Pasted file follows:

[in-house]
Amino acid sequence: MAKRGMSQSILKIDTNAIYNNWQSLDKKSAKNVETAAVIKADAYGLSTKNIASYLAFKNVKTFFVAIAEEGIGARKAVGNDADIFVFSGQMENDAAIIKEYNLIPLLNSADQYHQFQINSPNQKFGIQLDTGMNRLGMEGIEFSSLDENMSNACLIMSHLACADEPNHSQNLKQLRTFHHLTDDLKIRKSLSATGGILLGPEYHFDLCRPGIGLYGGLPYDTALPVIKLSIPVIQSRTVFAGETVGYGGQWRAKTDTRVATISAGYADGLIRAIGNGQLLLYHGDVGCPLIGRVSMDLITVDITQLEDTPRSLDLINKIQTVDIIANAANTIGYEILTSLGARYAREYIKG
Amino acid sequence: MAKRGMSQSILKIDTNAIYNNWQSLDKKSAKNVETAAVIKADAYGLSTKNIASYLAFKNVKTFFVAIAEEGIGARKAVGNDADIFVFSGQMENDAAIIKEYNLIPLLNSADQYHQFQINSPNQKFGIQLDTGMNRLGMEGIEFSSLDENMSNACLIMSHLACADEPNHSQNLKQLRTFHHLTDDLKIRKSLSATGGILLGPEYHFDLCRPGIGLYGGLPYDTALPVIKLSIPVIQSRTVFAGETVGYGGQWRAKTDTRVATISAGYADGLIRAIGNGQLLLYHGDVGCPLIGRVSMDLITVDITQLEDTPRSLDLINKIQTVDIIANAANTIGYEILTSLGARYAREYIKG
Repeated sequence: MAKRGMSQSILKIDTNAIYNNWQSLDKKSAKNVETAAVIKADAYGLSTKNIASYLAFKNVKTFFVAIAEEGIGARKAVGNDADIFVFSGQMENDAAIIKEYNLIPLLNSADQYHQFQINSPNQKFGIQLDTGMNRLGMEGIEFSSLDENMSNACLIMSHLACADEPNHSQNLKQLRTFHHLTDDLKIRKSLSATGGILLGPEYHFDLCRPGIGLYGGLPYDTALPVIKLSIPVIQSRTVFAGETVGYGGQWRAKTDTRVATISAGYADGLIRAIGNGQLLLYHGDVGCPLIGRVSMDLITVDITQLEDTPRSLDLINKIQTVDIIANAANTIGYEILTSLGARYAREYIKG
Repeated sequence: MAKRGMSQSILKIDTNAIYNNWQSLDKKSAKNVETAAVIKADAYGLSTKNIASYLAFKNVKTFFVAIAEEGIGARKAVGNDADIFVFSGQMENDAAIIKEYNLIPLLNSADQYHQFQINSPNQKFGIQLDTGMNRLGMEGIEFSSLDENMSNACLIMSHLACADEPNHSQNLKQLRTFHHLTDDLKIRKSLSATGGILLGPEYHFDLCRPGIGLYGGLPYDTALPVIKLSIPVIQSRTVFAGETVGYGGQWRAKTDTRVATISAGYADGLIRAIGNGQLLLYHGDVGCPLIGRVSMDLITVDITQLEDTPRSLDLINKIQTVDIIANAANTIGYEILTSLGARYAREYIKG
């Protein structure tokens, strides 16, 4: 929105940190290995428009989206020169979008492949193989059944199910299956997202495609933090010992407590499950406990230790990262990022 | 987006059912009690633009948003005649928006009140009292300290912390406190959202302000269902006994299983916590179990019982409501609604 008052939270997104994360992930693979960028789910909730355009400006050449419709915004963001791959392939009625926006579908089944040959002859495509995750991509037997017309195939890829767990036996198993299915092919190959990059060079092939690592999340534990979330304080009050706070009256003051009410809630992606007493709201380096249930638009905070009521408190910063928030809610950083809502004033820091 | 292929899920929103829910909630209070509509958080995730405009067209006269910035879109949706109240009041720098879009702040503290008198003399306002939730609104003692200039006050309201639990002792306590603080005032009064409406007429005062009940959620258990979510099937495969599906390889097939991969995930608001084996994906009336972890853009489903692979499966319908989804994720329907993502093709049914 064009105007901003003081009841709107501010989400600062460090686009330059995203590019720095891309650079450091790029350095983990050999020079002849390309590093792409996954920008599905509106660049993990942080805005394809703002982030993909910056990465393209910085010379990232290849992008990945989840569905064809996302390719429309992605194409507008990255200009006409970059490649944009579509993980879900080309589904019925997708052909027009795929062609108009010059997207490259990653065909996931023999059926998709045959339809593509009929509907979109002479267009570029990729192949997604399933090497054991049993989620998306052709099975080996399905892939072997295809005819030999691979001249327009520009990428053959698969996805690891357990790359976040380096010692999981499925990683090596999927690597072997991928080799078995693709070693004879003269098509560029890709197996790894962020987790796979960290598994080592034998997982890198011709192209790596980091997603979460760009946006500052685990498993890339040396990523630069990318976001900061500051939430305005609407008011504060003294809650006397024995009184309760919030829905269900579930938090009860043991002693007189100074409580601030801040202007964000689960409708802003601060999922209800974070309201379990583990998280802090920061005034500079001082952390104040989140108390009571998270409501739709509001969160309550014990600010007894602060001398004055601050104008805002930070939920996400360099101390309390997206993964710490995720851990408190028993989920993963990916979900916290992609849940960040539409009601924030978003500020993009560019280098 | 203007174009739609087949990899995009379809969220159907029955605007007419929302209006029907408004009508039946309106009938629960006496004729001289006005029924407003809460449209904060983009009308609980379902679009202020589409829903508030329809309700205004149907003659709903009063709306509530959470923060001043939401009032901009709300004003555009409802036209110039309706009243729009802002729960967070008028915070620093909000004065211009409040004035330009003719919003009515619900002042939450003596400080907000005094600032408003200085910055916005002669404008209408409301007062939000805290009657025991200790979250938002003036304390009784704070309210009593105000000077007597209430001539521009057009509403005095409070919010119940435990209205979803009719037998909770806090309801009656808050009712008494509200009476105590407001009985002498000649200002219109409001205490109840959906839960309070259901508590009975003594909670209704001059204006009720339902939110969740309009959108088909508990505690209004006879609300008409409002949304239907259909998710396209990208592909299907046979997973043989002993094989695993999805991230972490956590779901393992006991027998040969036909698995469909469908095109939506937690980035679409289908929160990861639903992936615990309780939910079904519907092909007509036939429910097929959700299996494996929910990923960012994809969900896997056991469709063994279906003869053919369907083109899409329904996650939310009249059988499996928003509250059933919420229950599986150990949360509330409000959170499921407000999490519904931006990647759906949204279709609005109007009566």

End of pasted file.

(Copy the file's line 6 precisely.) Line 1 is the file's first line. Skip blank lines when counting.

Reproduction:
């Protein structure tokens, strides 16, 4: 929105940190290995428009989206020169979008492949193989059944199910299956997202495609933090010992407590499950406990230790990262990022 | 987006059912009690633009948003005649928006009140009292300290912390406190959202302000269902006994299983916590179990019982409501609604 008052939270997104994360992930693979960028789910909730355009400006050449419709915004963001791959392939009625926006579908089944040959002859495509995750991509037997017309195939890829767990036996198993299915092919190959990059060079092939690592999340534990979330304080009050706070009256003051009410809630992606007493709201380096249930638009905070009521408190910063928030809610950083809502004033820091 | 292929899920929103829910909630209070509509958080995730405009067209006269910035879109949706109240009041720098879009702040503290008198003399306002939730609104003692200039006050309201639990002792306590603080005032009064409406007429005062009940959620258990979510099937495969599906390889097939991969995930608001084996994906009336972890853009489903692979499966319908989804994720329907993502093709049914 064009105007901003003081009841709107501010989400600062460090686009330059995203590019720095891309650079450091790029350095983990050999020079002849390309590093792409996954920008599905509106660049993990942080805005394809703002982030993909910056990465393209910085010379990232290849992008990945989840569905064809996302390719429309992605194409507008990255200009006409970059490649944009579509993980879900080309589904019925997708052909027009795929062609108009010059997207490259990653065909996931023999059926998709045959339809593509009929509907979109002479267009570029990729192949997604399933090497054991049993989620998306052709099975080996399905892939072997295809005819030999691979001249327009520009990428053959698969996805690891357990790359976040380096010692999981499925990683090596999927690597072997991928080799078995693709070693004879003269098509560029890709197996790894962020987790796979960290598994080592034998997982890198011709192209790596980091997603979460760009946006500052685990498993890339040396990523630069990318976001900061500051939430305005609407008011504060003294809650006397024995009184309760919030829905269900579930938090009860043991002693007189100074409580601030801040202007964000689960409708802003601060999922209800974070309201379990583990998280802090920061005034500079001082952390104040989140108390009571998270409501739709509001969160309550014990600010007894602060001398004055601050104008805002930070939920996400360099101390309390997206993964710490995720851990408190028993989920993963990916979900916290992609849940960040539409009601924030978003500020993009560019280098 | 203007174009739609087949990899995009379809969220159907029955605007007419929302209006029907408004009508039946309106009938629960006496004729001289006005029924407003809460449209904060983009009308609980379902679009202020589409829903508030329809309700205004149907003659709903009063709306509530959470923060001043939401009032901009709300004003555009409802036209110039309706009243729009802002729960967070008028915070620093909000004065211009409040004035330009003719919003009515619900002042939450003596400080907000005094600032408003200085910055916005002669404008209408409301007062939000805290009657025991200790979250938002003036304390009784704070309210009593105000000077007597209430001539521009057009509403005095409070919010119940435990209205979803009719037998909770806090309801009656808050009712008494509200009476105590407001009985002498000649200002219109409001205490109840959906839960309070259901508590009975003594909670209704001059204006009720339902939110969740309009959108088909508990505690209004006879609300008409409002949304239907259909998710396209990208592909299907046979997973043989002993094989695993999805991230972490956590779901393992006991027998040969036909698995469909469908095109939506937690980035679409289908929160990861639903992936615990309780939910079904519907092909007509036939429910097929959700299996494996929910990923960012994809969900896997056991469709063994279906003869053919369907083109899409329904996650939310009249059988499996928003509250059933919420229950599986150990949360509330409000959170499921407000999490519904931006990647759906949204279709609005109007009566």